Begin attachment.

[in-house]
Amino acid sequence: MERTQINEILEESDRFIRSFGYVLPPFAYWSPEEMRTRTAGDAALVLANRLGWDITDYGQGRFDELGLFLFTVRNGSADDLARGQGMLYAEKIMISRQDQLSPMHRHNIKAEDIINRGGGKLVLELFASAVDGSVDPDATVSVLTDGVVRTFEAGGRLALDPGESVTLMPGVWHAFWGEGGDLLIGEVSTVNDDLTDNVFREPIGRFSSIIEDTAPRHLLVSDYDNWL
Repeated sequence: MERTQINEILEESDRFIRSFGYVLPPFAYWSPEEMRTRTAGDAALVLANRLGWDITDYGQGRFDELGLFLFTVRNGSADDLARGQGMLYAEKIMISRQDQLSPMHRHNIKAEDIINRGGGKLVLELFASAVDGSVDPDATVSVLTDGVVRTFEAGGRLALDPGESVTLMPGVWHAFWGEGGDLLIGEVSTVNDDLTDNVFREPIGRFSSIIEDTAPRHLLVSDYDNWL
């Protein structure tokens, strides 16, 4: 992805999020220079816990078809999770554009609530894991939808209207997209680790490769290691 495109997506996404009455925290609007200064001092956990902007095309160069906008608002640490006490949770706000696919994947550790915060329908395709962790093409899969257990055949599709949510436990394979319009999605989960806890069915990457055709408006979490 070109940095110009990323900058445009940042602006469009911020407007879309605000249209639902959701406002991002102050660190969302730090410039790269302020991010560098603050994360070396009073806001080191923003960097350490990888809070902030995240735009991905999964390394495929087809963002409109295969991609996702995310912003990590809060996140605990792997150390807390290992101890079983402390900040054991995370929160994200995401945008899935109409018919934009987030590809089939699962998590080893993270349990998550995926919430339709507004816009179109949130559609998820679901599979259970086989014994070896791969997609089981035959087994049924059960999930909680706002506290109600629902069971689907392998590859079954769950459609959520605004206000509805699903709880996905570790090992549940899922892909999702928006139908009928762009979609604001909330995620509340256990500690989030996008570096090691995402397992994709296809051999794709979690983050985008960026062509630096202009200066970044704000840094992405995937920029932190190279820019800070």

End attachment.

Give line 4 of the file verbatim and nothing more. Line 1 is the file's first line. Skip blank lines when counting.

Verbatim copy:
């Protein structure tokens, strides 16, 4: 992805999020220079816990078809999770554009609530894991939808209207997209680790490769290691 495109997506996404009455925290609007200064001092956990902007095309160069906008608002640490006490949770706000696919994947550790915060329908395709962790093409899969257990055949599709949510436990394979319009999605989960806890069915990457055709408006979490 070109940095110009990323900058445009940042602006469009911020407007879309605000249209639902959701406002991002102050660190969302730090410039790269302020991010560098603050994360070396009073806001080191923003960097350490990888809070902030995240735009991905999964390394495929087809963002409109295969991609996702995310912003990590809060996140605990792997150390807390290992101890079983402390900040054991995370929160994200995401945008899935109409018919934009987030590809089939699962998590080893993270349990998550995926919430339709507004816009179109949130559609998820679901599979259970086989014994070896791969997609089981035959087994049924059960999930909680706002506290109600629902069971689907392998590859079954769950459609959520605004206000509805699903709880996905570790090992549940899922892909999702928006139908009928762009979609604001909330995620509340256990500690989030996008570096090691995402397992994709296809051999794709979690983050985008960026062509630096202009200066970044704000840094992405995937920029932190190279820019800070």